5.  "They shall speak with new tongues ..."

........We are reminded that, despite the reprimand Paul brought to the Corinthian Church, he addressed an assembly where all had the ability to speak in tongues (1 Corinthians 14 : 23). Nope. Not even close :)

(etc etc and finishes with :- )

WHAT THEN, IS THE GOSPEL WE PREACH?

These verses from Mark, the signs promised are part and parcel of the ministry and message of Jesus Christ: The Gospel must be preached, believers must be baptised, unbelievers will be damned (judged by the Word) and the signs we have listed will be in the midst of the Church of the Bible. And they ... are. Just not in the mistaken manner believed and promoted by Longfieldians.

Repentance and baptism will bring the mighty infilling of the Holy Spirit to to all, with the same evidence or proof now as then,  (Acts 2 : 37 - 39). I've spilled enough ink on the proper meaning of these verses over the years to not be interested in repeating myself afresh, now ;)

                                       -------------------------------------------------------------

Hardly the kerygma of the early church  - to which they liken themselves. Indeed. Revivalists believe themselves to be restoring the practices of the ancient Church. What they've done, however, is restore certain of the errors of the post-apostolic sects and heresies.

This is what Revivalists accept as gospel.  Others have an "insipid" Gospel which they foist on people.  Those not "Spiritfilled" in a fully tongues speaking church are the unsaved. And yet Scripture nowhere teaches that those who don't speak in 'tongues' aren't saved. To the contrary, the New Testament teaching is perfectly clear: faith in Jesus Christ as God + nothing = salvation.

Interestingly neither the words "Spiritfilled" or  "unsaved",  used freely by Revivalists,  are to be found in scripture. To be honest I'm quite hardpressed to think of a single Revivalist practice which is representative of what's found in Scripture! ;)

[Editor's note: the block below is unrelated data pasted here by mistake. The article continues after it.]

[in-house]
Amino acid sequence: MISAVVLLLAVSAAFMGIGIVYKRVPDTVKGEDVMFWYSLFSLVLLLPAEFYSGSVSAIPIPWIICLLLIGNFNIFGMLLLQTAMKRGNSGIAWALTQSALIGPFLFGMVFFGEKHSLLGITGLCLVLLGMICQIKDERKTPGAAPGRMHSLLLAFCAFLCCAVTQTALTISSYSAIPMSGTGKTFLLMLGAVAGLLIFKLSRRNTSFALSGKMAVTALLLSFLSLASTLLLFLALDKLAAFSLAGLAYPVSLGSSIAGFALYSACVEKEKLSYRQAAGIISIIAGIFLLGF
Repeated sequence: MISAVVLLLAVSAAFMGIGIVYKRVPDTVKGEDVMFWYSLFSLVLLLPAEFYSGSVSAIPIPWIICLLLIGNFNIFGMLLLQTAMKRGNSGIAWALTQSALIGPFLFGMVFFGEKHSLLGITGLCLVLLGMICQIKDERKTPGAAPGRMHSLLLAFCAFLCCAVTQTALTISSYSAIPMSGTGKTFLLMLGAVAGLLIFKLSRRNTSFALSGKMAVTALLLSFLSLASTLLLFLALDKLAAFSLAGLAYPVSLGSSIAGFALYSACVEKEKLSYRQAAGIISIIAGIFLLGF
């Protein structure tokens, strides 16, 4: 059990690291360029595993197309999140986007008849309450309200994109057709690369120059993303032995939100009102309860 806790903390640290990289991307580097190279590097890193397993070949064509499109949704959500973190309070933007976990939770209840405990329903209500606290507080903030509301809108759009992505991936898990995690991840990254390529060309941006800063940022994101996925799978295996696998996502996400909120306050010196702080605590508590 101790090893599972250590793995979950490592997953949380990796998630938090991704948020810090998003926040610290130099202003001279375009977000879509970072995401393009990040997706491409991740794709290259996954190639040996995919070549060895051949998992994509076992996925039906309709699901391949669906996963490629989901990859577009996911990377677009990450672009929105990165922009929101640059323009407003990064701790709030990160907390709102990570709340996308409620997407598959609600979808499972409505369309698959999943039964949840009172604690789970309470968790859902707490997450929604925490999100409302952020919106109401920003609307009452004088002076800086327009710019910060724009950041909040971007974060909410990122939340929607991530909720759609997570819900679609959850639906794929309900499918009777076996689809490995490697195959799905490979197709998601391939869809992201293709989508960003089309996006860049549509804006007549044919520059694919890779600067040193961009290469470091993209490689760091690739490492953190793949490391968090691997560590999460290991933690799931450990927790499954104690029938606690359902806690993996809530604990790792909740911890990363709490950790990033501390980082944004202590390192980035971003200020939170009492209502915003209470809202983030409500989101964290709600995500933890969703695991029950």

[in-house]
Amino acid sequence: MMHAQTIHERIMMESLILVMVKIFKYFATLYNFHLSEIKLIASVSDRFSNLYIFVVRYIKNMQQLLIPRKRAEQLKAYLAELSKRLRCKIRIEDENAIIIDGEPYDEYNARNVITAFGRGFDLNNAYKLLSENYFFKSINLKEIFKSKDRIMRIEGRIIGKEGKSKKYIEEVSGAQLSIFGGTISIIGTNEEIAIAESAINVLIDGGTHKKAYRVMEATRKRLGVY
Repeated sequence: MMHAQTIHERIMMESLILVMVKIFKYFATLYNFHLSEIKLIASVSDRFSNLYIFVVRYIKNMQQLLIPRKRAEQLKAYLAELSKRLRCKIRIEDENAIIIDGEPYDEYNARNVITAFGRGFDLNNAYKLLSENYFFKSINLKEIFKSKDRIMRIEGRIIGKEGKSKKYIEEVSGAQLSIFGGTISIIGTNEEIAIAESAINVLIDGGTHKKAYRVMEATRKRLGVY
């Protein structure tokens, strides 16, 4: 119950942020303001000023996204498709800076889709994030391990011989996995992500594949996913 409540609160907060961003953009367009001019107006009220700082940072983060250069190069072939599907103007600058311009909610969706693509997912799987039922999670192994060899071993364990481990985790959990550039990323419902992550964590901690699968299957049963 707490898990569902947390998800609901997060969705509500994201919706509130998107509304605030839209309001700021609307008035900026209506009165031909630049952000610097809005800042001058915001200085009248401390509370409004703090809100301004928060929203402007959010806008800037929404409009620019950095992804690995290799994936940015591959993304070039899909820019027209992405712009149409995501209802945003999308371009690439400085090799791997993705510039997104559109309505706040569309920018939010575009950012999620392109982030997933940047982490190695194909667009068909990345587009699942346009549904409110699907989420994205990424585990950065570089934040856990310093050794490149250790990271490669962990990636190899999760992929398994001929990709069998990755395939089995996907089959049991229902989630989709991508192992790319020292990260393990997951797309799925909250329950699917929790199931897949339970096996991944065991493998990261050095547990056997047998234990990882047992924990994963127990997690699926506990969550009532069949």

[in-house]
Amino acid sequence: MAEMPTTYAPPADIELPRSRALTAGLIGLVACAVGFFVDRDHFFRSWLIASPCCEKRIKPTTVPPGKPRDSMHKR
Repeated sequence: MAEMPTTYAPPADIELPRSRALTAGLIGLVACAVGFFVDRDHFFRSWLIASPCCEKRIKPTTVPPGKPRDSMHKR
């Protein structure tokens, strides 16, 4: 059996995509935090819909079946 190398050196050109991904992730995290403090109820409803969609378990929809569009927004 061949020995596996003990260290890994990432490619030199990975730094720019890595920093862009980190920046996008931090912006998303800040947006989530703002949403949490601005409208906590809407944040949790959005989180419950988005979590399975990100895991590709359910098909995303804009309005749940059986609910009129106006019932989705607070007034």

Lastly, who says that what Revivalists 'do' actually is the biblical gift of tongues anyway? Assumptions, assumptions.

Blessings, girlie.

Ian

email: didaktikon@gmail.com
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Re:The 'good news' about Jesus Christ

Date Posted:31/08/2011 6:19 AMCopy HTML

Reply to Epios


*When Revivalists use the term "Holy Ghost", what they actually have in mind is a particular experience (that of 'speaking in tongues')
                 

            ----------------------------------------------------------------------------------------------

Hi Ian and all, Hi Epi ..

This a very ignorant and very silly naive statement and quite amusing at that:

 The Gospel also promises "signs following: --- something our modern theologians know nothing about.

Better not tell Ian then. And me too. And Uncle Talmid as well too !! All three of us are post grad theology students, and we are very modern theologians too !!!  - so that makes the leaflet a rather sad embarrassment for the revivalists considering all three of us were once part of the revivalist heresy albeit quite a few years ago now .. Then there's Urchles and Ralph and yourself who dedicate themselves to in depth proper Biblical study.

5.  "They shall speak with new tongues ..."

........We are reminded that, despite the reprimand Paul brought to the Corinthian Church, he addressed an assembly where all had the ability to speak in tongues (1 Corinthians 14 : 23)

Did they now ?? and I'd wager that "Longfield revivalism" has never completed any in-depth detail study of the Corinthian correspondence at all.

(etc etc and finishes with :- )

WHAT THEN, IS THE GOSPEL WE PREACH?

These verses from Mark, the signs promised are part and parcel of the ministry and message of Jesus Christ: The Gospel must be preaches, believers must be baptised, unbelievers will be damned (judged by the Word) and the signs we have listed will be in the midst of the Church of the Bible.